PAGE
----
Lack of goals is the real concern in Norwich City’s hunt for points

Wes Hoolahan celebrates his goal for the Republic of Ireland against Poland.

Wes Hoolahan celebrates his goal for the Republic of Ireland against Poland. - Credit: PA

Three successive draws have left the Canaries sitting 14th in the Premier League, and now only six points separate themselves and Reading who sit in the last relegation spot.

From West Ham – who are 11th – downwards every club is in the fight to stay in the top flight. These are worrying times I’m sure for some Norwich City fans having now gone nine games in the league without a win. Even more alarming is the fact that the team have scored only once in their last six games.

I know the lads haven’t conceded in their last two games and once again they look very solid defensively, but to win games you have to score goals, and at the minute Norwich City are finding it very difficult to find the net.

It’s not as if the forward players are missing chance after chance. They just aren’t getting as many chances as they probably should be. Against QPR scoring opportunities were few and far between. In fact, apart from Wes’ first half effort, which was superbly saved by Julio Cesar, I can’t remember another worthwhile opening being created.

It was the same last Saturday against Fulham. There were four efforts on goal, none of which really tested Mark Schwarzer. Is that enough from a side which is playing at home against another struggling team that can’t buy wins on their travels?

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Fulham even had more possession than the Canaries. Martin Jol’s men enjoyed 57pc of the ball, which is quite disappointing as you’re not facing one of the top teams, or say a Swansea or Liverpool who set out to retain the ball. I’ve heard people accuse Chris Hughton of sending his team out to draw as many games as he can, hoping the boys will draw enough games in order to secure survival. I very much doubt this is the case, as Chris wants to win every game he goes into regardless of the opposition.

However, of late Norwich have been more defensively minded making them increasingly difficult to break down, inevitably causing the attacking unit to suffer which has been clear to see over the last few weeks.

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This week Chris decided to take the lads away to the Middle East for some warm weather training. It’s become an increasingly popular destination for Premier League clubs to go to in the last few years, especially at this time of the season. Norwich City won’t be the only club there this week with Sunderland, Swansea and West Ham all taking advantage of a free weekend (excluding Swansea who face Liverpool in the league on Sunday) having all been knocked out of the FA Cup.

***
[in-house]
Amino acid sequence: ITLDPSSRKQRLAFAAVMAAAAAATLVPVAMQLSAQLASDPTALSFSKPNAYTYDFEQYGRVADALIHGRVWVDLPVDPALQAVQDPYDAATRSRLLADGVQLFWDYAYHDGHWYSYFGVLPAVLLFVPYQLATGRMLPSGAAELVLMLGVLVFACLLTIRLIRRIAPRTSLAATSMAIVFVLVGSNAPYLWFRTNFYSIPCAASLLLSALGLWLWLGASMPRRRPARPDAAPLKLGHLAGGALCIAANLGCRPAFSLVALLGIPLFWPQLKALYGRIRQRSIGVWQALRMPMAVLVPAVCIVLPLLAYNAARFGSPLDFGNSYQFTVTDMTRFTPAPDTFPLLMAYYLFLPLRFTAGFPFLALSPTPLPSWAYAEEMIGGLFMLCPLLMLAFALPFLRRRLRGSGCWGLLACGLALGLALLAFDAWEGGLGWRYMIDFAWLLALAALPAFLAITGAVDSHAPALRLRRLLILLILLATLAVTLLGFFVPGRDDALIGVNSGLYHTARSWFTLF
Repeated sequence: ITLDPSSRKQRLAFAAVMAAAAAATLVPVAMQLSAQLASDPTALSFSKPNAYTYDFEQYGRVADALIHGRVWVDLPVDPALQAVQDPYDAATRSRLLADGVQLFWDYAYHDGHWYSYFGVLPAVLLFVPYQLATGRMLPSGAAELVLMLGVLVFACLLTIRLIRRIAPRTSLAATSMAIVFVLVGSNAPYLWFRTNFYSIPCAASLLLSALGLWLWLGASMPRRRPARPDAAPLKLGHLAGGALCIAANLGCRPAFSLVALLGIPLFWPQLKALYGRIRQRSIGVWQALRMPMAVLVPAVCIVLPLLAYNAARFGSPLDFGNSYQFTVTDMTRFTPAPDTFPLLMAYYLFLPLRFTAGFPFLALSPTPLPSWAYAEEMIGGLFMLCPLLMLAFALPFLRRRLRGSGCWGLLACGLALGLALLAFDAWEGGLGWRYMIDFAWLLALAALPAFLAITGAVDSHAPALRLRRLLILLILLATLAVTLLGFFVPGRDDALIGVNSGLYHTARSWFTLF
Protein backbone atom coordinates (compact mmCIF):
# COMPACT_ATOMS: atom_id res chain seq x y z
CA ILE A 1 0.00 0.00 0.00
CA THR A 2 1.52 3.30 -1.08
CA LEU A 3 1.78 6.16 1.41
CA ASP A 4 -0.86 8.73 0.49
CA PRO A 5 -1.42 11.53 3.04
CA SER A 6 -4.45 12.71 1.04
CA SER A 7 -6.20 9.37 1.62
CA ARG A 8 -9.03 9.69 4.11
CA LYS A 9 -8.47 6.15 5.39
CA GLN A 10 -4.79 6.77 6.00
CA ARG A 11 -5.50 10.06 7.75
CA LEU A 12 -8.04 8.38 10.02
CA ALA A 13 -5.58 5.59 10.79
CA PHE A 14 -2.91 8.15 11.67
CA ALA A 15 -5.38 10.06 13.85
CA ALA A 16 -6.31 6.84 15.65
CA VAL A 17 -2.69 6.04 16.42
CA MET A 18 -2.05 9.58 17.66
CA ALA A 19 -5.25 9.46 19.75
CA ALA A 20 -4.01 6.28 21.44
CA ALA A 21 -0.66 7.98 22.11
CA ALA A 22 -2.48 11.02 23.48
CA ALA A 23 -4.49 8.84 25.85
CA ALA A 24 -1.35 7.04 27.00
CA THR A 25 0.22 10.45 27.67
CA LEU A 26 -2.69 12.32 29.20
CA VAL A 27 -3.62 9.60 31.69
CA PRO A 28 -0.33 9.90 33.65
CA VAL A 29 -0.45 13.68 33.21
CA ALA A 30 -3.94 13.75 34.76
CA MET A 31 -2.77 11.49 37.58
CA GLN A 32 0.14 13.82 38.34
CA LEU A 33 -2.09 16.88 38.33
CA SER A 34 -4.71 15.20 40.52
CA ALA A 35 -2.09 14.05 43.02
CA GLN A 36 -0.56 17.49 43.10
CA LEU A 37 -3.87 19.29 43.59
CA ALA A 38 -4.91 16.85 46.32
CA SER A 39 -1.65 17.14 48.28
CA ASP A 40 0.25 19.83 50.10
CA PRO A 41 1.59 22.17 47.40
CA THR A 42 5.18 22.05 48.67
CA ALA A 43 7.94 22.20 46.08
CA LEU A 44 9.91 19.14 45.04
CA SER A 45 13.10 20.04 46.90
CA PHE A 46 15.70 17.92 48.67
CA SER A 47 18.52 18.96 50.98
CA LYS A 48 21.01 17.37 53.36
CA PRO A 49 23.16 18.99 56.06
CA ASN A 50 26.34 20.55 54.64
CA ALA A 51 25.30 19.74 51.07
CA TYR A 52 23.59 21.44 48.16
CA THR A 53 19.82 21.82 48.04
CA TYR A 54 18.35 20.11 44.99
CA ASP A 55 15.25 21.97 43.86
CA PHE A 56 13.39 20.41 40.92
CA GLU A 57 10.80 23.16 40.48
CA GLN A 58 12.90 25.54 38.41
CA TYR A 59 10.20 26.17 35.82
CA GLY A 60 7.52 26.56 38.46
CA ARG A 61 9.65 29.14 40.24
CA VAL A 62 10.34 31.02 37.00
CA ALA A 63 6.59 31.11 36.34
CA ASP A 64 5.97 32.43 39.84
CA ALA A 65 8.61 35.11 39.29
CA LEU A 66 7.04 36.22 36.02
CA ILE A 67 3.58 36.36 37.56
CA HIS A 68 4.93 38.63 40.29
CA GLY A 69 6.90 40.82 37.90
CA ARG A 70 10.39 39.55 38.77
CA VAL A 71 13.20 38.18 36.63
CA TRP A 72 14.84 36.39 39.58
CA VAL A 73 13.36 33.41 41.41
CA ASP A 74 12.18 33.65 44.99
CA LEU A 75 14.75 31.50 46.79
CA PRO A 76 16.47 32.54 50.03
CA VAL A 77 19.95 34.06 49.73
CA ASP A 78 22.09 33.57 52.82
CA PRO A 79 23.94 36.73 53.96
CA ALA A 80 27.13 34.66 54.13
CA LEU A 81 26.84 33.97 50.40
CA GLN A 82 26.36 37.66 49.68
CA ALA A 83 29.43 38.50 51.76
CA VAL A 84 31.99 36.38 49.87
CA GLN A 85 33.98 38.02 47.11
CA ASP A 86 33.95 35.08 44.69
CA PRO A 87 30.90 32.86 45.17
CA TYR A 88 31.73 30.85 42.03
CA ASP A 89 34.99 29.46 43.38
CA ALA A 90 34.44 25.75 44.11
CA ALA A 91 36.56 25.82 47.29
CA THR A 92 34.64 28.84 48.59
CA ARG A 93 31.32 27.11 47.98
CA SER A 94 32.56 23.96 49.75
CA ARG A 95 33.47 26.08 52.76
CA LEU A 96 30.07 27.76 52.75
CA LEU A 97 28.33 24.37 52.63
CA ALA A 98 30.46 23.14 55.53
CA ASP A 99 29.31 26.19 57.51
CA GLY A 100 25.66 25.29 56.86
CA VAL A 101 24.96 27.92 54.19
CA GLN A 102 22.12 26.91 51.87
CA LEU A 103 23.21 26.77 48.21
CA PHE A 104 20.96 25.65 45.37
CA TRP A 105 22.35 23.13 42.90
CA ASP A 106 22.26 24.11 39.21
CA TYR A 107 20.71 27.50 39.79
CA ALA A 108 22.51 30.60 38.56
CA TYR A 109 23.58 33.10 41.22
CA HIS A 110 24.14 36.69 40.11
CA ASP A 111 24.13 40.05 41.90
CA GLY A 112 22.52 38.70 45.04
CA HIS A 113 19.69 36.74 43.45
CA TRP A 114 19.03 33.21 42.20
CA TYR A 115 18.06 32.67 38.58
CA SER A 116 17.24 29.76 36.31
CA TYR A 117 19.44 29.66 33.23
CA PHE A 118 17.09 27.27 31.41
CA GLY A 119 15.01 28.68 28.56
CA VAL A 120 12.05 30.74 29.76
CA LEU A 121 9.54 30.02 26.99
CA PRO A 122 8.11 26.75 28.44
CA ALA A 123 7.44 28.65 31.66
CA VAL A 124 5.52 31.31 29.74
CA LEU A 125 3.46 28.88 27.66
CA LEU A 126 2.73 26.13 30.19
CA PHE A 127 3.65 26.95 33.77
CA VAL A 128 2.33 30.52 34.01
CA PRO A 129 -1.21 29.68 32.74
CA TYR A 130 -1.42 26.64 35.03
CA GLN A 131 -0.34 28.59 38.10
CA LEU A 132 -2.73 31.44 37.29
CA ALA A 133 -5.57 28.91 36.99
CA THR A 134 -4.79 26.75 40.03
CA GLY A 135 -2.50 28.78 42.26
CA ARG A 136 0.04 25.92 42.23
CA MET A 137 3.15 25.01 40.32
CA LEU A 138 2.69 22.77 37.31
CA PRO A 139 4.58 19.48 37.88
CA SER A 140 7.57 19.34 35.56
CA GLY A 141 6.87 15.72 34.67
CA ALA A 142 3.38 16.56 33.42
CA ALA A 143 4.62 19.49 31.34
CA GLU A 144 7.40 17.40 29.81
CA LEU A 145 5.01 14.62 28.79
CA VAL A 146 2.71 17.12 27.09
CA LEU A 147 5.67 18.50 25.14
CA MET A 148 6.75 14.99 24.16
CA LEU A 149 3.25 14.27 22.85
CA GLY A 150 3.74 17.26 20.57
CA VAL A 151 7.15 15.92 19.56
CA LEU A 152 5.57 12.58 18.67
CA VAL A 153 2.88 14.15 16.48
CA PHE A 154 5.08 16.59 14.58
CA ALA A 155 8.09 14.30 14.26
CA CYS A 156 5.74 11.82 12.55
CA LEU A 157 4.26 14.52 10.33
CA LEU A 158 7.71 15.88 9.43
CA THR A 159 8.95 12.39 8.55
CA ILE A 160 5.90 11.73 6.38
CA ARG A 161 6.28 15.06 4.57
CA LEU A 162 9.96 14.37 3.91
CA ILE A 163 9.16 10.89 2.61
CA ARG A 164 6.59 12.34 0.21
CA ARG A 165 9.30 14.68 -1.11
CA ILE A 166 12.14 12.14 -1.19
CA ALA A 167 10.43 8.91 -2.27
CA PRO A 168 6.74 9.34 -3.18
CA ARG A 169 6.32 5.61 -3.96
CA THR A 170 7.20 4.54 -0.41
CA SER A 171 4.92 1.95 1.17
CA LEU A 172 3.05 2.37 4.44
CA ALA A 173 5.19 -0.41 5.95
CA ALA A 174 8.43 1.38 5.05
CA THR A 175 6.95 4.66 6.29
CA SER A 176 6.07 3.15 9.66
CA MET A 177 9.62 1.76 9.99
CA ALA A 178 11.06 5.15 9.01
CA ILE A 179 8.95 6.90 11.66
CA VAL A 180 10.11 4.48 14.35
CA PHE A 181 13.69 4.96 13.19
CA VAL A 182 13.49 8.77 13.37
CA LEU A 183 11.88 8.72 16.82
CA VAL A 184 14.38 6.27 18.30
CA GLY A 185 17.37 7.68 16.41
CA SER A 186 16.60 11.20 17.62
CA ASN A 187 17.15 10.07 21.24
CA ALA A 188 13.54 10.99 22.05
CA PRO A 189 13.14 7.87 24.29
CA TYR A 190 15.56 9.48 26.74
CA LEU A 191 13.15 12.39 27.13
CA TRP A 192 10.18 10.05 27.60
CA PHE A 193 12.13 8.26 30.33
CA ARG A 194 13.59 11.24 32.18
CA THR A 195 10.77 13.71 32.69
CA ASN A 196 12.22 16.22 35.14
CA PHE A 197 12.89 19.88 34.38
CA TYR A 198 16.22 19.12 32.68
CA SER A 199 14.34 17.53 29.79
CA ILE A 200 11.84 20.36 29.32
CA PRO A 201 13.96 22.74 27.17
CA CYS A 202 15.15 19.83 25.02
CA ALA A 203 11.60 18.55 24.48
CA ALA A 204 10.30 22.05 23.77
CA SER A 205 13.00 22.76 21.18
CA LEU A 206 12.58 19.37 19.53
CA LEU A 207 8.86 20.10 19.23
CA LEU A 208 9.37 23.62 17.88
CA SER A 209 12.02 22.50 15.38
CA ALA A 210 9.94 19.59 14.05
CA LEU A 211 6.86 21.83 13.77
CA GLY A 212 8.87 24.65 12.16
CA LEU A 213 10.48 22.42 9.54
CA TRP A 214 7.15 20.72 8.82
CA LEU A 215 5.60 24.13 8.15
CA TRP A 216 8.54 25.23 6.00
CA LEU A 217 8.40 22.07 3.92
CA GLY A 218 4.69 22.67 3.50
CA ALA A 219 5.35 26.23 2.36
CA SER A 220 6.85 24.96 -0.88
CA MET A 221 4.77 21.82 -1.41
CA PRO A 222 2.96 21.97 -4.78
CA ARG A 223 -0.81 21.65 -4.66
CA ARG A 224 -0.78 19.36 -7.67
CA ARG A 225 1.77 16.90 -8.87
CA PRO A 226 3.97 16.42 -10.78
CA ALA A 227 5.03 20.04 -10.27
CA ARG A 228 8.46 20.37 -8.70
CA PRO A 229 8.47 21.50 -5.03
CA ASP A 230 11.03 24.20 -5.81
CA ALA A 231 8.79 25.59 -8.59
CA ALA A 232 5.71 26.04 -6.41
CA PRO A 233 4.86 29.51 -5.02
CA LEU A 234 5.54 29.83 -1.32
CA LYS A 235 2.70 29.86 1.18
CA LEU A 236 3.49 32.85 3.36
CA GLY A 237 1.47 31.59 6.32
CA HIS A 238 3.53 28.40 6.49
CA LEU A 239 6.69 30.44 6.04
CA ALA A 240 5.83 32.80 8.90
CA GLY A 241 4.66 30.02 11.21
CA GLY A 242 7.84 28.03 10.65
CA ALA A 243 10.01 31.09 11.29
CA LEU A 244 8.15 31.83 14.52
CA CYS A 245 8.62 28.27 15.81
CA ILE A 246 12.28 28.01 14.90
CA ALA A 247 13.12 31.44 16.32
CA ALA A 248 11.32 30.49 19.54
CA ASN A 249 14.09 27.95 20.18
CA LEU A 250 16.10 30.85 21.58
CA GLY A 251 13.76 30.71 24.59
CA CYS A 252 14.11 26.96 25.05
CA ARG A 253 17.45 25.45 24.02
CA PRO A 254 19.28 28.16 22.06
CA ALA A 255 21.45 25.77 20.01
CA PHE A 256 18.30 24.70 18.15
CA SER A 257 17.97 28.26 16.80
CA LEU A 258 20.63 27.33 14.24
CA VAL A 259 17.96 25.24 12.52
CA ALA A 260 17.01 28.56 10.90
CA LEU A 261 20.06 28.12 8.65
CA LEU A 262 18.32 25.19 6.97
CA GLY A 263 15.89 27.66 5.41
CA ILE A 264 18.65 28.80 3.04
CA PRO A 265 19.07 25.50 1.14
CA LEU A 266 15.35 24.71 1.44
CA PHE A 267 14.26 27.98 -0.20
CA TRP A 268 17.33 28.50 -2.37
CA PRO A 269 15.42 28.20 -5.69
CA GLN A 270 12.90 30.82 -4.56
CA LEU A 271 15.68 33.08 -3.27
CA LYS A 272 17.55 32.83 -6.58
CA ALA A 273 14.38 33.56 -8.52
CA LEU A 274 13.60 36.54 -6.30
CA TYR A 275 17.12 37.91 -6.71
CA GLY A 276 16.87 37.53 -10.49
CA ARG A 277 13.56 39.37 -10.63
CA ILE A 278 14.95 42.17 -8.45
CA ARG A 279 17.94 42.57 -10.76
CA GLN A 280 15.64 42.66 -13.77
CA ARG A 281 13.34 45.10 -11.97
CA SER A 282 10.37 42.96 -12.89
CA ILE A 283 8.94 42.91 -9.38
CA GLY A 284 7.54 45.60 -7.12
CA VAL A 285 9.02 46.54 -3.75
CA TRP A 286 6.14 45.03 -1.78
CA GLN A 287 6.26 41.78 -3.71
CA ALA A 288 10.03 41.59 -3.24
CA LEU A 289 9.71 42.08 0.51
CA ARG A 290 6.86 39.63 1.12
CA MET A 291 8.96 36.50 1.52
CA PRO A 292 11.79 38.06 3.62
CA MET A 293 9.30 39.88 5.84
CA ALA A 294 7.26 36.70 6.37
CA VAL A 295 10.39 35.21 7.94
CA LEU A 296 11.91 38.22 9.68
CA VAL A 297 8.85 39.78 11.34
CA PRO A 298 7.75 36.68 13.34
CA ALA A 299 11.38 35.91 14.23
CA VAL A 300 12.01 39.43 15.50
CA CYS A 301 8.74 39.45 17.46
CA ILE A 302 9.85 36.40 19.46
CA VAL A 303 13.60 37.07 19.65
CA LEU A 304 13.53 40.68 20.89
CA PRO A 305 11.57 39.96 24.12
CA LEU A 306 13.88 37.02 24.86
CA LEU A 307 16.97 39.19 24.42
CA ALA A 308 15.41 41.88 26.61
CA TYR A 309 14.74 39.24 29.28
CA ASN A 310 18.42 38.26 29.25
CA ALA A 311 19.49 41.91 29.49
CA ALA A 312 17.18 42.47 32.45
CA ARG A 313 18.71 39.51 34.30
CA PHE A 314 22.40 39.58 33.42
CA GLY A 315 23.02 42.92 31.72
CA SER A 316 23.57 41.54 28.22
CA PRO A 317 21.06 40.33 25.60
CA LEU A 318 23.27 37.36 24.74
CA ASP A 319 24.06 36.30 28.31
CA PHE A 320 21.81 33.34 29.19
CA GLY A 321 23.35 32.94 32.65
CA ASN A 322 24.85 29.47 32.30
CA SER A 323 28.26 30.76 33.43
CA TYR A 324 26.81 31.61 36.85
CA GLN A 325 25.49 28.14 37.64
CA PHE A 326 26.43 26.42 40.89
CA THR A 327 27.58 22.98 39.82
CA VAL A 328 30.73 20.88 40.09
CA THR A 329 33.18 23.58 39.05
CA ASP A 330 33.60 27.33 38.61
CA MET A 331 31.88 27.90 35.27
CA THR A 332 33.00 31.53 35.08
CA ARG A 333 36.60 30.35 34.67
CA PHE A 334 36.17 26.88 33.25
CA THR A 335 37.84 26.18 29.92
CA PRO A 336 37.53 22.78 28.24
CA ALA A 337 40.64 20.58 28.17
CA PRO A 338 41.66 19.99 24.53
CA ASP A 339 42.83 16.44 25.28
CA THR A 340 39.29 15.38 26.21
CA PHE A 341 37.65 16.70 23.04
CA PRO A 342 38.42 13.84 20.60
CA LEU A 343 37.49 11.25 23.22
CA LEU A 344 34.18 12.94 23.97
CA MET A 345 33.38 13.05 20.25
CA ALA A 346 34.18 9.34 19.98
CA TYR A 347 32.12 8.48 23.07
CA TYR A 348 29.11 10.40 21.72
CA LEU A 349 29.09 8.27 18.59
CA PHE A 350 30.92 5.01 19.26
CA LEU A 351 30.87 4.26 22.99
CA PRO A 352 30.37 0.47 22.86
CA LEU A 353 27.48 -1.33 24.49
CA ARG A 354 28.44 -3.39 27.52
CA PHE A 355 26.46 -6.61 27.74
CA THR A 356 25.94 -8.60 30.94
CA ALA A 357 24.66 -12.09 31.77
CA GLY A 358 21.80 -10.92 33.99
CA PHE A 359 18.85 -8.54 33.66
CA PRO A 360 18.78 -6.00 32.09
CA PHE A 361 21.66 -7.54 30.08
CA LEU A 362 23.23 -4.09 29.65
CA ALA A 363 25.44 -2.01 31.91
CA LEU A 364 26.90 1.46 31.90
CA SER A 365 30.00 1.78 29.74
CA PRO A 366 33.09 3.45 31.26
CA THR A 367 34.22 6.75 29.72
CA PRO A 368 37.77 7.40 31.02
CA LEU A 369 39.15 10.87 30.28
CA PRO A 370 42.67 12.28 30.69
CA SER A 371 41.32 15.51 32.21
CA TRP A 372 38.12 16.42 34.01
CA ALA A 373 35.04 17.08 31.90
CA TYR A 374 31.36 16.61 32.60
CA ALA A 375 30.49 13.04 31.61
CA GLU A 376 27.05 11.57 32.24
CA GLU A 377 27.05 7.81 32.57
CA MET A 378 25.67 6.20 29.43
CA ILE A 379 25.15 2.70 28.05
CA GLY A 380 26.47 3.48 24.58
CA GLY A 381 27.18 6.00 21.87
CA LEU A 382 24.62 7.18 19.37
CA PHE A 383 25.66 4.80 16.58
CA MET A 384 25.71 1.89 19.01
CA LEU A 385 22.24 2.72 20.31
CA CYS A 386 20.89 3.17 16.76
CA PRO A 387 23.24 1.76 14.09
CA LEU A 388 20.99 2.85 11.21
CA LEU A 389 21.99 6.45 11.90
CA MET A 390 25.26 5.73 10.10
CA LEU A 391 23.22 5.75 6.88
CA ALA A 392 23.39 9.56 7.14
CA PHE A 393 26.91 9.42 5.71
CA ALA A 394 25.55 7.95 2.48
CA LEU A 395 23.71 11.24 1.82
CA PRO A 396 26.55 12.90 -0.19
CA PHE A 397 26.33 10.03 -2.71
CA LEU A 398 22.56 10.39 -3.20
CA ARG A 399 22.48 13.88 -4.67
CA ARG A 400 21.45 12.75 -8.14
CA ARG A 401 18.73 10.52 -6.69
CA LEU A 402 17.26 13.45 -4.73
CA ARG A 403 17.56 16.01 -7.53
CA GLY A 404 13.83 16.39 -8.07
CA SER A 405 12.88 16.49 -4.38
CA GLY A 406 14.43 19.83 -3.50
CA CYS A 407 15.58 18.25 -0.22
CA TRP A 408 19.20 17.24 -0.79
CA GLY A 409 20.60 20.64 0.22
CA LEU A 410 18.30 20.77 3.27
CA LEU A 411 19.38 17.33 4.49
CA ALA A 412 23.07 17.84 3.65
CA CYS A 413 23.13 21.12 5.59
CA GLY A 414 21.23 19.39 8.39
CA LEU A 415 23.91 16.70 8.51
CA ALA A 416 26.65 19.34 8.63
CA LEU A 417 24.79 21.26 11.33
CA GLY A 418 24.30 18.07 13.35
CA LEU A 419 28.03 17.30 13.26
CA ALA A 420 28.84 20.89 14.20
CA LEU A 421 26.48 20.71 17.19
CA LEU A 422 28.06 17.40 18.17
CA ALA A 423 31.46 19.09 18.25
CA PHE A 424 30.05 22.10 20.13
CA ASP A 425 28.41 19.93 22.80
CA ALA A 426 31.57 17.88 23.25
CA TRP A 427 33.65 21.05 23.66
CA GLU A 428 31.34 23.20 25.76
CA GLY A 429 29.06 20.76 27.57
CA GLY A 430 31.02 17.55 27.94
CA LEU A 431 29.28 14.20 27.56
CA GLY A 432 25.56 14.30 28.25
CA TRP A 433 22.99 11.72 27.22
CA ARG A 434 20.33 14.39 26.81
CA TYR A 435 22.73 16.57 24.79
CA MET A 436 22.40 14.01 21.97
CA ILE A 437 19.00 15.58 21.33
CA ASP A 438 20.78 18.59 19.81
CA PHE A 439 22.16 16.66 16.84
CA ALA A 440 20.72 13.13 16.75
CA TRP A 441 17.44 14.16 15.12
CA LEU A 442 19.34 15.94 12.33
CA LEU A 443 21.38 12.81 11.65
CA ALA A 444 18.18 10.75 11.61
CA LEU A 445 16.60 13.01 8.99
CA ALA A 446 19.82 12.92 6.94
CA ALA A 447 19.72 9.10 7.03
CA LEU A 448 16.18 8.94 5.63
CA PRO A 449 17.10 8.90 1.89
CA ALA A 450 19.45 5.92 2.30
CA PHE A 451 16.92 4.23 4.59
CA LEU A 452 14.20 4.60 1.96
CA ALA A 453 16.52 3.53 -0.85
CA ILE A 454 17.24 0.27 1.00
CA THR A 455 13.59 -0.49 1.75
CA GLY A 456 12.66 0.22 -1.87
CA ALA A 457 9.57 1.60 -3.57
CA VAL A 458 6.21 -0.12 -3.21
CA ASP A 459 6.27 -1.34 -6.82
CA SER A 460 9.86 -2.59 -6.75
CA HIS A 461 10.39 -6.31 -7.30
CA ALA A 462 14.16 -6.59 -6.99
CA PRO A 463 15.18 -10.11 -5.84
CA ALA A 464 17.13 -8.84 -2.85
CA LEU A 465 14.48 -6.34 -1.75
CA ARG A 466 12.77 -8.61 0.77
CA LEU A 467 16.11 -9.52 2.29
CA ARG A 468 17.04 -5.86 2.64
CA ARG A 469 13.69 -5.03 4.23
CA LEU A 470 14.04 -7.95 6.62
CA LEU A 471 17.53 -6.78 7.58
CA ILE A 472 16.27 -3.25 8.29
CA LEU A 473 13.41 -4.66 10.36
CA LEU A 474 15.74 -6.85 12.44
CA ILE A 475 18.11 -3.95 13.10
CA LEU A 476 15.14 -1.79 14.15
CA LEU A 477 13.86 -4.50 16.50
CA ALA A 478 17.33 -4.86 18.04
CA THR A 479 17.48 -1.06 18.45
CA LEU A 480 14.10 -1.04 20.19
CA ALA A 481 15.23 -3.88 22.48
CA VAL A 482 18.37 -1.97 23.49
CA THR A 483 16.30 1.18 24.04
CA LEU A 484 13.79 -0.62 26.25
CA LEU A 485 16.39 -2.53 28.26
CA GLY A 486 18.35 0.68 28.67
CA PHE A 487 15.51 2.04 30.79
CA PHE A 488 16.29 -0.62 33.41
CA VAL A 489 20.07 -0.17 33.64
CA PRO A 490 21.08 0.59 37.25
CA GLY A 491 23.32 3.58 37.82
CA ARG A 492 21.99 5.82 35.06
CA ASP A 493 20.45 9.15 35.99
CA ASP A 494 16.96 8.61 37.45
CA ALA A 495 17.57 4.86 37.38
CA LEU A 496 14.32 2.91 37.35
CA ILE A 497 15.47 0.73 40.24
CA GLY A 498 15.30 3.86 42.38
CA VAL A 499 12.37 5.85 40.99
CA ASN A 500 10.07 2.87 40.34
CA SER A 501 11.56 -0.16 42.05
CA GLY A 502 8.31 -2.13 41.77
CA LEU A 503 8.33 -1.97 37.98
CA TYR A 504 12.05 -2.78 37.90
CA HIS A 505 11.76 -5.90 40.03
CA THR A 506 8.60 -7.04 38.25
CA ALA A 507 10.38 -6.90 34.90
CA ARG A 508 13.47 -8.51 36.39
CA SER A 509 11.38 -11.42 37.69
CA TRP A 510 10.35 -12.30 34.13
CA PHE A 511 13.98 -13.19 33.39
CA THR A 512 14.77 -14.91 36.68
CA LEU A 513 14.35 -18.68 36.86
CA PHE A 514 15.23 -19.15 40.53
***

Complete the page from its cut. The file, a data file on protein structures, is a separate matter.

Some supporters will question the manager’s decision to take the lads out to Abu Dhabi, especially when they haven’t won in nine games. Personally I think it’s a good time to take them to a different environment and some decent weather, surroundings in which you don’t mind being outside for three hours training both morning and afternoon. The days of teams going abroad and partying more than they are training are a thing of the past, and while the lads will probably have a night out while they were out there I’m sure Chris won’t let them go over board and everyone will have been ready for training the next morning.

If the lads return from their little break refreshed and raring to go then Chris’ decision to take them away will be fully justified.

• Congratulations to Wes Hoolahan on earning his third cap last week for the Republic of Ireland.

It certainly wasn’t before time as the little Irishman has been outstanding for Norwich City.

I was driving back from Swansea last Thursday listening to TalkSport and people were ringing in raving about his performance.

Ex-pros who had played for the Republic were asking the question why he hasn’t been involved until now.

I’ve got a feeling he’s going to be part of that Irish squad for the foreseeable future, and his goal against Poland now means he’s scored more goals at international level than yours truly.


I was saddened, like I’m sure most people were last week, to hear of Paul Gascoigne attending a charity function clearly under the influence of alcohol.

The images of him shaking and slurring as he went through his questions and answers session was quite disturbing. He’s had a problem with drink for almost two decades now and is in desperate need of help.

He’s quite clearly a shadow of the Gazza we all knew a few years ago when he was an absolute genius on the football field.

I played against him when he was at both Newcastle in his early days and after his move to Spurs, and believe me he was one of the best players these shores has ever seen.

One of the problems with Gazza is that since an early age he’s surrounded himself with people who are there just for one thing; to take full advantage of his fame and the fortune he once had.

For some reason footballers attract these type of hangers on, and you have to be careful with who your friends are. Paul has always been a bit of a clown and a joker, but the situation he’s in right now is no joke.

In November 2005 football lost another genius in similar circumstances. George Best had battled alcoholism for many years and in the end it cost him his life. If Gazza doesn’t start listening to people, and most importantly helping himself, he could end up leaving us far too early.

He’s taken a step in the right direction by attending a clinic in Arizona having been sent there by some good friends.

Let’s all hope that it’s the first step in his rehabilitation and the start of Gazza destroying the demons he quite clearly has.

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